Community shaken after Allen mall shooting taints place of cherished memories

Visitors recall that the Allen Premium Outlets mall was the setting for pivotal memories, now upended by a violent tragedy.

By Michelle Aslam and Elizabeth Myong, KERAMay 12, 2023 10:30 am, ,

From KERA:

On Saturday morning, Brittany Rohleder planned to take her family out for a day of shopping. Her oldest daughter needed a new pair of shoes, and what better place to go than the mall where the 10-year-old had bought her first pair of heels?

The family visited Allen Premium Outlets mall a couple of times a year. It has the closest Children’s Place, and Rohleder said the mall has great deals. When she visits, her children beg for quarters to play on the boat rides near the store, and Rohleder’s husband likes to grab treats from Great American Cookies.

But things didn’t go as Rohleder planned that Saturday. As she put it, her family was blessed for being lazy.

My younger daughter slept in for the first time in months, so her afternoon nap was delayed, and so we didn’t end up getting to go there,” Rohleder said.

Yfat Yossifor / KERA

Riley Barham, Brie Etheridge and Marina Martinez hug in a circle at the memorial for the victims of Saturday’s shooting Monday, May 8, 2023, at Allen Premium Outlets in Allen.

On the way to dinner later that day, they could see the police cars from the highway and instantly knew to check social media.

“We were really glad that my youngest slept in that day because if she hadn’t, we probably would have been there,” Rohleder said.

The shooting Saturday at the outlet mall left eight dead and seven injured, and it also left more than a thousand visitors in the area deeply shaken. It also leaves the larger North Texas community feeling vulnerable and violated in the wake of a tragedy so close to home.

The city of Allen, about 25 miles north of Dallas, is a relatively diverse suburb with a significant Asian, Black and Latino population. Stores like H&M, Children’s Place and Polo Ralph Lauren attract crowds of all ages from around North Texas, looking for good deals and an excuse to spend some time outside with family and friends. Visitors recall that the mall was the setting for many pivotal life moments, from shopping for first job interviews and college graduations, to building everyday memories with family on the weekends.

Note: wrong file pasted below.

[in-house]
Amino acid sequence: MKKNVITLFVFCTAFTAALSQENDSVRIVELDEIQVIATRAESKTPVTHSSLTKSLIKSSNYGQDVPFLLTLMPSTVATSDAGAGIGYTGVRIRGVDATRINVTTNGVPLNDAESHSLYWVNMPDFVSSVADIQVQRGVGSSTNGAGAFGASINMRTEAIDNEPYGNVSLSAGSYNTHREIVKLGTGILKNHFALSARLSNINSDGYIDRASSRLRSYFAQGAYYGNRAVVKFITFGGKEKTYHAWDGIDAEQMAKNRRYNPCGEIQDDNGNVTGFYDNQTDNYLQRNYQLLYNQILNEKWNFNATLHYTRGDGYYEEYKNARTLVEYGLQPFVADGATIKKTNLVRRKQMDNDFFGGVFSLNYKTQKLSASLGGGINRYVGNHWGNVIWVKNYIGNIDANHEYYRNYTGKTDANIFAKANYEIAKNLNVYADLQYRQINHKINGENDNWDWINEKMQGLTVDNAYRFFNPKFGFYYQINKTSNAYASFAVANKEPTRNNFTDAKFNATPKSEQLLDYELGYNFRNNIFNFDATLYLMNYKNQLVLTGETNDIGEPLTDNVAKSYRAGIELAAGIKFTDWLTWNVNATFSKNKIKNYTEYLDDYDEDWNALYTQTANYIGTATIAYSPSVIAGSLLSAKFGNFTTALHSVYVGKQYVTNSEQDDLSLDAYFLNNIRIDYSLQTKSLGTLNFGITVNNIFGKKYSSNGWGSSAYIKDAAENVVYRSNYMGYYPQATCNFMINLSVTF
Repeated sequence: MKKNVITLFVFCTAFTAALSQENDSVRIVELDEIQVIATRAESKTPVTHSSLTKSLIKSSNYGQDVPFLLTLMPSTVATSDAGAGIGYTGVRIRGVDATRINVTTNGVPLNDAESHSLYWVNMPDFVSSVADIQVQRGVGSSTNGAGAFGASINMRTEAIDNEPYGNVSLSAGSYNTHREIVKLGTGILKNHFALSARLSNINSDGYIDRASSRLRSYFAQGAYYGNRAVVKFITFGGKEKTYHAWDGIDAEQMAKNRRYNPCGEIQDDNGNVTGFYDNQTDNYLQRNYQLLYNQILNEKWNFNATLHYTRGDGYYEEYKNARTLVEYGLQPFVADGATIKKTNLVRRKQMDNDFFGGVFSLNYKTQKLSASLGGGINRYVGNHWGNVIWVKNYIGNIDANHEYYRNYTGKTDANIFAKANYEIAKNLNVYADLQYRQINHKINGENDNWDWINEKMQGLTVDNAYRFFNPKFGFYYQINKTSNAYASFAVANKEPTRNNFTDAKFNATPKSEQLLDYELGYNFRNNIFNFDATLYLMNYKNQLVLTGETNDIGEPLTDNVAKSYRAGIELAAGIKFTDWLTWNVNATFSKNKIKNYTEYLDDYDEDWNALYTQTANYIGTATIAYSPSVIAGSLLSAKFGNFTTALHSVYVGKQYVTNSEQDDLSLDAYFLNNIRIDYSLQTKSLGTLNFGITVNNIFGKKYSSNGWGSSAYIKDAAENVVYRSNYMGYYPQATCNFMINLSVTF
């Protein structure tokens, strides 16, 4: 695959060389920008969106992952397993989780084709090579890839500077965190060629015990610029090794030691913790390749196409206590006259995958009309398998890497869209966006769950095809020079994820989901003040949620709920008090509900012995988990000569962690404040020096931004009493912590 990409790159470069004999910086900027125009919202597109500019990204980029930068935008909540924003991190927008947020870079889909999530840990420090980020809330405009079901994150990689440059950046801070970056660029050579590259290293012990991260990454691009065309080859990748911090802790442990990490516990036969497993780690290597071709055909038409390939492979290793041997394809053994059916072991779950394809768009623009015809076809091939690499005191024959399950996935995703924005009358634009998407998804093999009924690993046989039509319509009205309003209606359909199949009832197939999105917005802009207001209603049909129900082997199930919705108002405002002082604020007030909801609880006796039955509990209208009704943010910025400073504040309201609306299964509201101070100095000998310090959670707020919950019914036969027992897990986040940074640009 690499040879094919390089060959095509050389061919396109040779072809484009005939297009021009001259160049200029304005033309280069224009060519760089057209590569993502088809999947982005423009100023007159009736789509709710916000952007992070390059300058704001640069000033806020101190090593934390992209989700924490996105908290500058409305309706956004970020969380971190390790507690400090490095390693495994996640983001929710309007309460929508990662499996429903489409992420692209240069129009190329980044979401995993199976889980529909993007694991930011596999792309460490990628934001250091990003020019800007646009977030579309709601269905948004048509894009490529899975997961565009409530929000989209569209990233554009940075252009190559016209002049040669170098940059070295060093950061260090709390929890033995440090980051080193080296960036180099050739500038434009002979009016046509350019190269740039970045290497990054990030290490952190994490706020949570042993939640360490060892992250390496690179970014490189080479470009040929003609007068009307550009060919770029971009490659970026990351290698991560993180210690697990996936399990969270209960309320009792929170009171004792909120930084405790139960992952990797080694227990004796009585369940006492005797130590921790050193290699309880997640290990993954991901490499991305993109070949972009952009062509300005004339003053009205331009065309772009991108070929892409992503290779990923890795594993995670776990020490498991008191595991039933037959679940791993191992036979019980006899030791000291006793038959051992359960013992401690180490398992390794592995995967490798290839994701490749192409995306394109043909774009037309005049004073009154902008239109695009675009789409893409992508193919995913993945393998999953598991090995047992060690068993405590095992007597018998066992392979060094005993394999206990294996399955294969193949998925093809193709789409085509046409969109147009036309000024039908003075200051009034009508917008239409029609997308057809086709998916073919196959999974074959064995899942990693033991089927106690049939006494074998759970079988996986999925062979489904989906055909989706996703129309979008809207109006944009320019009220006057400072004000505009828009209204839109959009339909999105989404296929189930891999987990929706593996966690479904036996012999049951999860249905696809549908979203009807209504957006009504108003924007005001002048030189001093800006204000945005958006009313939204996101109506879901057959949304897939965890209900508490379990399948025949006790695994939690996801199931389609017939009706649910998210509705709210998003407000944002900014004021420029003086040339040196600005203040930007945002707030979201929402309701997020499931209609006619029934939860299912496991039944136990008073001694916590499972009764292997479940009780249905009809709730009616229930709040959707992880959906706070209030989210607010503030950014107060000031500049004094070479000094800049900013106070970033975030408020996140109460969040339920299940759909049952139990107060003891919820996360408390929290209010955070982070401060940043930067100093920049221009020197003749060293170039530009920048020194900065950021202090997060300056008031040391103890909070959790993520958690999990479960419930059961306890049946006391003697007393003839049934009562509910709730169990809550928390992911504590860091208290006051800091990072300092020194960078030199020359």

Jessica Hernandez, a mother of two from Plano, also frequented the mall to buy clothes for her children. She remembers spending time at the food trucks, eating tacos and churros with her toddlers.

“I love the outside feel of the outlet mall. That’s one of the reasons why we do go. And they have amazing stores there. And so just being able to walk around and just have that fresh air, it’s not something that we’re just always getting,” Hernandez said.

She wasn’t at the outlet mall when the shooting happened. Still, it’s been difficult for her.

“I did not think something like that could really, you know, affect me the way that it did. And I wasn’t there,” Hernandez said. She previously worked for CPS and often dealt with cases of violence and abuse. I’ve seen some really ugly things throughout my career, but it definitely hit home. And it really hit on another personal level,” she said.

Hernandez doesn’t think she will be able to go back.

“I can’t imagine anybody wanting to go back there,” Hernandez said. “I think the anxiety and the trauma would just be entirely there too much, and I wouldn’t feel comfortable.”

Rifah Zaman, an MBA student at the University of North Texas, said she’s feeling a similar kind of anxiety. “The fact that it happened here, it’s just so surprising. And, you know, it kind of makes you realize that no place is safe,” she said. “My first thought was like, ‘Oh gee, now I have to start thinking about where are the first exits.’ Whenever I go somewhere, I need to think about, what are my exit plans? Where can I hide in the case this happens?”

Yfat Yossifor / KERA

Community members gather for a prayer at the memorial for the victims of Saturday’s shooting Monday, May 8, 2023, at Allen Premium Outlets in Allen.

But others, such as Allen resident Suzannah Wiedemann, feel more open to returning one day.

“It’s not the mall’s fault. It’s just a building where something tragic happened. I think part of the healing process is getting basically back in the saddle,” she said.

The Allen outlet mall is now closed indefinitely, but even when people finally return, the community’s memories of the tragedy will linger in a space that was once considered an escape.

In the midst of heartache and fear, Rohleder said she has faith in the local community’s ability to support each other.

“There are people who just, like, showed up to give rides to total strangers and hotels that let them stay there,” she said. “I guess as a community, we kind of take care of each other.”

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